How is LockWindowUpdate meant to be used?
Now that we know how
LockWindowUpdate works, we can look at what it is for.
Actually, the intended purpose of
LockWindowUpdate can be captured in one word: dragging. But we’ll get to that a little later.
The purpose of
LockWindowUpdate is to allow a program to temporarily take over the responsibility of drawing a window. Of course, in order to do this, you have to prevent the window procedure (or anybody else) from doing their normal drawing activities; otherwise, the two pieces of code (the code that normally draws the window and the code that’s trying to take over) fight for control of the window and you get an ugly mess since neither knows what the other is doing.
But if you’ve locked the window for updating, how do you draw to it? You use the
DCX_LOCKWINDOWUPDATE flag to the
GetDCEx function. This flag means, “Let me draw to the window even though it is locked for update.” Only the code that locked the window for update should pass this flag, of course, since it would otherwise create the conflict that
LockWindowUpdate was intended to avoid in the first place.
Since people like tables so much, I’ve made one that summarizes what changes when a window is locked for update:
|Normal behavior||Window locked for update|
||Drawing operations paint the window||Drawing operations paint nothing, but the affected area is remembered for future invalidation|
||(do not use)||Drawing operations paint the window|
In other words, when a window is locked for update, the ability to draw to the window is taken away from the normal DC-acquisition functions (
BeginPaint and friends) and given to
GetDC(DCX_LOCKWINDOWUPDATE). Note that if no window is locked for update, you should not pass the
DCX_LOCKWINDOWUPDATE flag; the purpose of that flag is to indicate “I’m the guy who called
LockWindowUpdate. Let me in!”
It’s sort of the window manager equivalent of the old comedy routine where you tell the guard, “Nobody is allowed into this room.” And then you come back an hour later and the guard won’t let you in.
“I’m sorry, sir, but I’m not allowed to let anyone into this room.”
“But I’m the one who told you not to let anyone into the room.”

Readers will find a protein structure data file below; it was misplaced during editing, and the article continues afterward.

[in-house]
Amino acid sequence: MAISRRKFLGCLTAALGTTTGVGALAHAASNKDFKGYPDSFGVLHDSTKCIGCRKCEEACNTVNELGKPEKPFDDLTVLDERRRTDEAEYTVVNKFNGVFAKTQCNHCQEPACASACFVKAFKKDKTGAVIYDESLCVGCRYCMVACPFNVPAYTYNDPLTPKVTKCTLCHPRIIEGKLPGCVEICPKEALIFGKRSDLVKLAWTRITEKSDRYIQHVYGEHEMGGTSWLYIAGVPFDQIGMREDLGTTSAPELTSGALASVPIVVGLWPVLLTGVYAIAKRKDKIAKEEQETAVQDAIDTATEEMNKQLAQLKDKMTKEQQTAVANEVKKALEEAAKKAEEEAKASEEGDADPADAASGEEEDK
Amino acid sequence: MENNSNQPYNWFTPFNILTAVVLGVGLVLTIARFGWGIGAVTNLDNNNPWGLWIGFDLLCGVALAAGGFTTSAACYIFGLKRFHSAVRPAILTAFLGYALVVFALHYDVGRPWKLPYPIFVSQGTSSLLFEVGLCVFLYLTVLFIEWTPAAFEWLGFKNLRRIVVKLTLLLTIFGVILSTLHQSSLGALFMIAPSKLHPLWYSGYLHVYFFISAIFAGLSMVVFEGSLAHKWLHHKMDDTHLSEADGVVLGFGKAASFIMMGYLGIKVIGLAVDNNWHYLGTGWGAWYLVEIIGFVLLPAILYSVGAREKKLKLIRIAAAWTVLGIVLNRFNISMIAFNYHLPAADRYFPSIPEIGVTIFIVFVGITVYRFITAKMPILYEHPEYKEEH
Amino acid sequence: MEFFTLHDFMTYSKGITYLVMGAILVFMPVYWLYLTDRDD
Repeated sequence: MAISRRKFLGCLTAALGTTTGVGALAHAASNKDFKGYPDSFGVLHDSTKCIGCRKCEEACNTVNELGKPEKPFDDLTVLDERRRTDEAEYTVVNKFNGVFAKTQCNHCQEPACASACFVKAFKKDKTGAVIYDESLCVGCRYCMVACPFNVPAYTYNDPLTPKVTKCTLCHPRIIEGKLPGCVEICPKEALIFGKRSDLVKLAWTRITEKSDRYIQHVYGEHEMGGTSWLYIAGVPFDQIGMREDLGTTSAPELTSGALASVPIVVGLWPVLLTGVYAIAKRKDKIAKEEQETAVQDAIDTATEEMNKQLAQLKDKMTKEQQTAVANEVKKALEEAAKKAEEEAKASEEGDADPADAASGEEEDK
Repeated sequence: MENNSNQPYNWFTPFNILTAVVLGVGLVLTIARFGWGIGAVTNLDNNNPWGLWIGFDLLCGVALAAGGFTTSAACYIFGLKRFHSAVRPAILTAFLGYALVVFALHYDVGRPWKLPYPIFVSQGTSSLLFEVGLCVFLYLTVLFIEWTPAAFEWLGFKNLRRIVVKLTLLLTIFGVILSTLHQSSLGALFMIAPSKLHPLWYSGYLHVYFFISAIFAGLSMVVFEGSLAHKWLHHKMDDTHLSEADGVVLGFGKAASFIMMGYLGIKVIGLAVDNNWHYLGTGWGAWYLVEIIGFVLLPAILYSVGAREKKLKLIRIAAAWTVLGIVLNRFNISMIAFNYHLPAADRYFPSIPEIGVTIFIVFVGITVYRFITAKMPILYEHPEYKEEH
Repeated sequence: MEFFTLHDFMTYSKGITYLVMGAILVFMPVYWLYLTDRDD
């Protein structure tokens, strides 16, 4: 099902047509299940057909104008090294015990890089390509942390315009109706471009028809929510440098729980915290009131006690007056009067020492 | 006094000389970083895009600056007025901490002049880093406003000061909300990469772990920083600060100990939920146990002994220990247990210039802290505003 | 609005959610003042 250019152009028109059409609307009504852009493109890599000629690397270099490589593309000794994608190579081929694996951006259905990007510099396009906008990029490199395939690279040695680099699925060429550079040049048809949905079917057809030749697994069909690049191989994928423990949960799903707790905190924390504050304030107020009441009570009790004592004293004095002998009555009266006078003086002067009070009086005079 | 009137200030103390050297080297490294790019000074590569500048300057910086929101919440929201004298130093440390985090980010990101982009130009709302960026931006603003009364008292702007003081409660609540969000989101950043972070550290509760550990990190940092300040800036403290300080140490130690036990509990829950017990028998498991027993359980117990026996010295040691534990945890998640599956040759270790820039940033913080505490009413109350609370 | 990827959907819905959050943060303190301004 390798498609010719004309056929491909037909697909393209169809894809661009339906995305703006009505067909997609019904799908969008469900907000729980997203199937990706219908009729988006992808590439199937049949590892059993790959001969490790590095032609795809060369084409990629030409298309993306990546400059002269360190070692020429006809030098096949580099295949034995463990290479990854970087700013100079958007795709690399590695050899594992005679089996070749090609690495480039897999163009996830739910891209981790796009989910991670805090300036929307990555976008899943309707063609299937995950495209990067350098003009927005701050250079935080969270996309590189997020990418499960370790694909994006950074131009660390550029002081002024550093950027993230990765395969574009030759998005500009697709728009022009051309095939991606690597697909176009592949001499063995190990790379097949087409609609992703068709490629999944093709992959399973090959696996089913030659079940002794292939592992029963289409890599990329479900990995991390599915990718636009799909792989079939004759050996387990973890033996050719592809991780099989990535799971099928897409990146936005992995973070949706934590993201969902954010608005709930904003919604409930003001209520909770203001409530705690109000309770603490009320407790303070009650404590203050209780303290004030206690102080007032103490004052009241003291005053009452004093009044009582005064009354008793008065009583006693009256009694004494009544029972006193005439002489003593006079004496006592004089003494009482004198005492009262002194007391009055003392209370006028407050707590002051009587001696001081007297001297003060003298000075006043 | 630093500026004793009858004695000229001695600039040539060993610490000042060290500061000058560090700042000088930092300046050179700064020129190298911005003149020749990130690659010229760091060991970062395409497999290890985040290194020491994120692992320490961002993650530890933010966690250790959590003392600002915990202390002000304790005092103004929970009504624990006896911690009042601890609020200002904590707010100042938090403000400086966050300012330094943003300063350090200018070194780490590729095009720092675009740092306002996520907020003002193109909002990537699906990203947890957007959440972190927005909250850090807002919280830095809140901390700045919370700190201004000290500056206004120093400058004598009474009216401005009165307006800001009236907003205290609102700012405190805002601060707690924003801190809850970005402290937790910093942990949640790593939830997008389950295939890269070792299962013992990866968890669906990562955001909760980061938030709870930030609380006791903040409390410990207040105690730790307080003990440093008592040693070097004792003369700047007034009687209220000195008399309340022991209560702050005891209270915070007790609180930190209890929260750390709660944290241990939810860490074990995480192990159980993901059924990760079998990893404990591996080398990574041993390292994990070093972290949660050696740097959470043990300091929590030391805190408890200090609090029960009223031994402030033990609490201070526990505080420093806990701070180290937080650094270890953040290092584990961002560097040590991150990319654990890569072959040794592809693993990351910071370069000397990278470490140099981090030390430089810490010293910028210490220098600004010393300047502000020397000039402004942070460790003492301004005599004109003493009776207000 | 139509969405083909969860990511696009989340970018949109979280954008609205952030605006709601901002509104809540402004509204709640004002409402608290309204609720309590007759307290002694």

“That’s right sir, and I’m following your orders. Nobody is allowed into the room.”
The mistake was in the initial order to the guard. You should have said, “Nobody except me is allowed into this room.” And
DCX_LOCKWINDOWUPDATE is how you tell the window manager, “It’s me. Let me in.”
If you go back and look at the way the
LockWindowUpdate function works, you’ll see that if the window that was locked doesn’t try to draw, then when the window is unlocked, nothing is invalidated. Whereas the
CS_SAVEBITS class style automatically saves the original pixels and restores them when the window is removed from the screen, the
LockWindowUpdate doesn’t do any such thing. It is your responsibility to ensure that any pixels you changed while the window was locked for update have been restored to their original values when you call
LockWindowUpdate(NULL). This is typically done by saving the original pixels into an off-screen bitmap before you do your custom painting and putting them back when you’re done.
Okay, so here’s the intended usage pattern:
- When you want to take over drawing from another window, call
LockWindowUpdateon that window.
- Save the pixels from that window that you’re going to overwrite.
- Draw your new pixels. (These pixels are often a modification of the original pixels. For example, you might add the image of an object that is being dragged over that window.)
- Repeat as necessary as long as your operation is still in progress. (Doing so may require you to “back up” more pixels of the screen if the region of the screen you’re modifying is different from the region you modified originally. You can do this backup/restore incrementally. For example, instead of accumulating the set of pixels you need to restore, you can restore all the original pixels, compute the new position of the drag image, save those new pixels, and draw the new image. That way, you have only one set of “backup pixels” to deal with.)
- When the operation is complete, restore the original pixels and call
Next time, we’ll look more at that one word “dragging” and how it is closely tied to the whole concept of
Even though we’ve only started talking about
LockWindowUpdate, you should already know enough to answer this question.
(Note: The purpose of this series is to describe the way the
LockWindowUpdate was intended to be used, not to discuss whether it was a good design in the first place.)